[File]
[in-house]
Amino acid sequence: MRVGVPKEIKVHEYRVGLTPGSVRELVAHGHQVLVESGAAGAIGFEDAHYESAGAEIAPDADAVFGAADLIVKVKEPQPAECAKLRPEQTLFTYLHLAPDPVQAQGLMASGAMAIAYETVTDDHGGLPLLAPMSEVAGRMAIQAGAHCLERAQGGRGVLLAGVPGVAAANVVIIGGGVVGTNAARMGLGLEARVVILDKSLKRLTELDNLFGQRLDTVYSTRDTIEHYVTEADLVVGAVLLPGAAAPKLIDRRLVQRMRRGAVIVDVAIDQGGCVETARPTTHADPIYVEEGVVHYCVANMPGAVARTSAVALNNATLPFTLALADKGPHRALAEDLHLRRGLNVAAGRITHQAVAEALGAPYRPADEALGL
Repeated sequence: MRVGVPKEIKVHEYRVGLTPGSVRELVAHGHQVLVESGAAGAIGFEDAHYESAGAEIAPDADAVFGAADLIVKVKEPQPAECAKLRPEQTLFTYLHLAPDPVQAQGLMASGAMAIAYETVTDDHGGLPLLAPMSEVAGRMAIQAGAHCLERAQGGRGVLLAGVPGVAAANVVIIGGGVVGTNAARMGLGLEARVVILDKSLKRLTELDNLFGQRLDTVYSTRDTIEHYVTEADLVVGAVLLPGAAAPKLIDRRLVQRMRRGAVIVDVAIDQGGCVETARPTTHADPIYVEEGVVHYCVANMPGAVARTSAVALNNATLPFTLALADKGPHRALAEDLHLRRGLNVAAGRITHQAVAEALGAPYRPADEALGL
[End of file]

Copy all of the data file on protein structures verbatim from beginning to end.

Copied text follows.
[in-house]
Amino acid sequence: MRVGVPKEIKVHEYRVGLTPGSVRELVAHGHQVLVESGAAGAIGFEDAHYESAGAEIAPDADAVFGAADLIVKVKEPQPAECAKLRPEQTLFTYLHLAPDPVQAQGLMASGAMAIAYETVTDDHGGLPLLAPMSEVAGRMAIQAGAHCLERAQGGRGVLLAGVPGVAAANVVIIGGGVVGTNAARMGLGLEARVVILDKSLKRLTELDNLFGQRLDTVYSTRDTIEHYVTEADLVVGAVLLPGAAAPKLIDRRLVQRMRRGAVIVDVAIDQGGCVETARPTTHADPIYVEEGVVHYCVANMPGAVARTSAVALNNATLPFTLALADKGPHRALAEDLHLRRGLNVAAGRITHQAVAEALGAPYRPADEALGL
Repeated sequence: MRVGVPKEIKVHEYRVGLTPGSVRELVAHGHQVLVESGAAGAIGFEDAHYESAGAEIAPDADAVFGAADLIVKVKEPQPAECAKLRPEQTLFTYLHLAPDPVQAQGLMASGAMAIAYETVTDDHGGLPLLAPMSEVAGRMAIQAGAHCLERAQGGRGVLLAGVPGVAAANVVIIGGGVVGTNAARMGLGLEARVVILDKSLKRLTELDNLFGQRLDTVYSTRDTIEHYVTEADLVVGAVLLPGAAAPKLIDRRLVQRMRRGAVIVDVAIDQGGCVETARPTTHADPIYVEEGVVHYCVANMPGAVARTSAVALNNATLPFTLALADKGPHRALAEDLHLRRGLNVAAGRITHQAVAEALGAPYRPADEALGL